Following the Forward Markets Commission (FMC)’s ruling declaring the Financial Technologies India Limited (FTIL) unfit to operate an exchange, the spotlight is now on the Securities and Exchange Board of India (Sebi).
The stock market watchdog had said any adverse findings by other regulators might have a bearing on the exchange.
“…Any adverse findings by any other regulator may result in withdrawal of recognition of the exchange,” Sebi had said in a press release in September, while renewing its recognition for one more year.
A spokesperson of the Multi Commodities Exchange-Stock Exchange (MCX-SX) said only adverse findings against the exchange by other regulators would have an impact on its operations. Thus, there would not be any negative fallout, as the FMC order did not name the MCX-SX, claimed the spokesperson.
“We are going through the order. As is publicly known, the concerned directors had resigned from the board of the exchange sometime ago, and the exchange is now being led by a new chairman and vice-chairman. As such, we do not expect any adverse fallout of the order on the exchange,” said a spokesperson.
Meanwhile, sources close to the development said the market regulator may issue a show-cause notice to FT, the founder of MCX-SX, on why it should not be declared ‘not fit and proper’ to own a substantial stake in the stock exchange.
An email sent to a Sebi spokesperson received no response.
In the 80-page order on Tuesday, the FMC had declared FTIL, chairman Jignesh Shah and former managing directors of MCX Joseph Massey and Shreekant Javalgekar as not ‘fit and proper’. This came in the wake of a probe into Rs 5,500-crore payment crisis in the National Spot Exchange Limited (NSEL). The FTIL held 99 per cent stake in the NSEL.
Shah and Massey had already resigned from the board of MCX-SX. Shah was the vice-chairman of the exchange and Massey its managing director and chief executive officer.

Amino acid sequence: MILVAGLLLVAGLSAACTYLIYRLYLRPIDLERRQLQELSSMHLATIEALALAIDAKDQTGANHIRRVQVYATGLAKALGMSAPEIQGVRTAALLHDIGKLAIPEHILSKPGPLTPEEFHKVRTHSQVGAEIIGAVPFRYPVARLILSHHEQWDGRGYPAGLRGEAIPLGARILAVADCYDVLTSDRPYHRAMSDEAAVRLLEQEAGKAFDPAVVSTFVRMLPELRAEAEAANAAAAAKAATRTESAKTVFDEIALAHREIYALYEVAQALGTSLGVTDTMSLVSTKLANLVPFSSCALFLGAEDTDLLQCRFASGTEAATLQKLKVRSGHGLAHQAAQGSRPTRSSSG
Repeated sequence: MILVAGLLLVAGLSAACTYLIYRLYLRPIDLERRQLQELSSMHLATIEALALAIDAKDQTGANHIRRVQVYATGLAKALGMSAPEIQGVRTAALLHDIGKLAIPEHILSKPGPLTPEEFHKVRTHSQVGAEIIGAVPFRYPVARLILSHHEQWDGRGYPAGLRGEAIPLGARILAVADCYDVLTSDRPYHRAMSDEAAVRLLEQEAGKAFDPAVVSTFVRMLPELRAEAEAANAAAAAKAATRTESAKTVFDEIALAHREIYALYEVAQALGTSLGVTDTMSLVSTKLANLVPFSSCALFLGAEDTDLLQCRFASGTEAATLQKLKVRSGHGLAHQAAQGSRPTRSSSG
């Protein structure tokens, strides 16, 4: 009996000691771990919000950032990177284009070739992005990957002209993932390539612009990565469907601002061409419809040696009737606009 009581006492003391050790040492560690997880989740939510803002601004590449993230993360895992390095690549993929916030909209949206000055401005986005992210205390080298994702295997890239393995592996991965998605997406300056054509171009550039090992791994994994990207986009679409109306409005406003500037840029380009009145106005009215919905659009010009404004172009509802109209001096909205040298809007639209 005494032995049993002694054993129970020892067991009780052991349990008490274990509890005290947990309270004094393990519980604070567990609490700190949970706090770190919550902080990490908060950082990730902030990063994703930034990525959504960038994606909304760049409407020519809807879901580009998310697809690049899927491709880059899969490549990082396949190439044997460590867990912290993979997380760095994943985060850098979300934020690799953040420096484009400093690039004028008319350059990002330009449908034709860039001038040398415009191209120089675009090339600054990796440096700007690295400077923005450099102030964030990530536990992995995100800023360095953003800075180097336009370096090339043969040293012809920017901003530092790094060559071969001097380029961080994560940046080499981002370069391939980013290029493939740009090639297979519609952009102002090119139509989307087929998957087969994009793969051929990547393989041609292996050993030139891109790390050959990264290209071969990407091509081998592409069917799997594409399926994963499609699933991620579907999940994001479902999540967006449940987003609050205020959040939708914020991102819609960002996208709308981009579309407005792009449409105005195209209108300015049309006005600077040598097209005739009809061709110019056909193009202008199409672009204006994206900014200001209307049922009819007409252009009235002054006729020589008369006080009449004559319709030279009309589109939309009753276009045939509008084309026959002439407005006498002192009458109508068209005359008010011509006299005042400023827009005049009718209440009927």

In November, the MCX-SX board had elected Gopal Krishna Pillai, former Union home secretary, as chairman, and Thomas Mathew, former chairman of Life Insurance Corporation (LIC) of India, as the vice-chairman.
However, FTIL, which has been named in the FMC order, owns 4.99 per cent stake and also warrants along with MCX amounting to nearly 69 per cent stake post conversion, in the MCX-SX.
A spokesperson for the FTIL declined to comment on if there would be any fallout of the adverse finding on the MCX-SX.
J N Gupta, former executive director at Sebi and founder of proxy advisory firm SES, said the regulator was likely to take steps to ensure the MCX-SX is distanced itself from the said entities.
“…Any action will be taken only after following due process of law and natural justice. The regulator will also ensure whether MCX-SX is ring-fenced from the entities declared unfit by FMC,” he said. Sebi, in September, while granting a renewal of recognition to the MCX-SX for another one year, had imposed several conditions on the exchange, including on “reconstitution of board, reappointment of any key management personnel.”
Violation of these conditions or adverse remarks by other regulators could affect the status of the exchange, Sebi had said.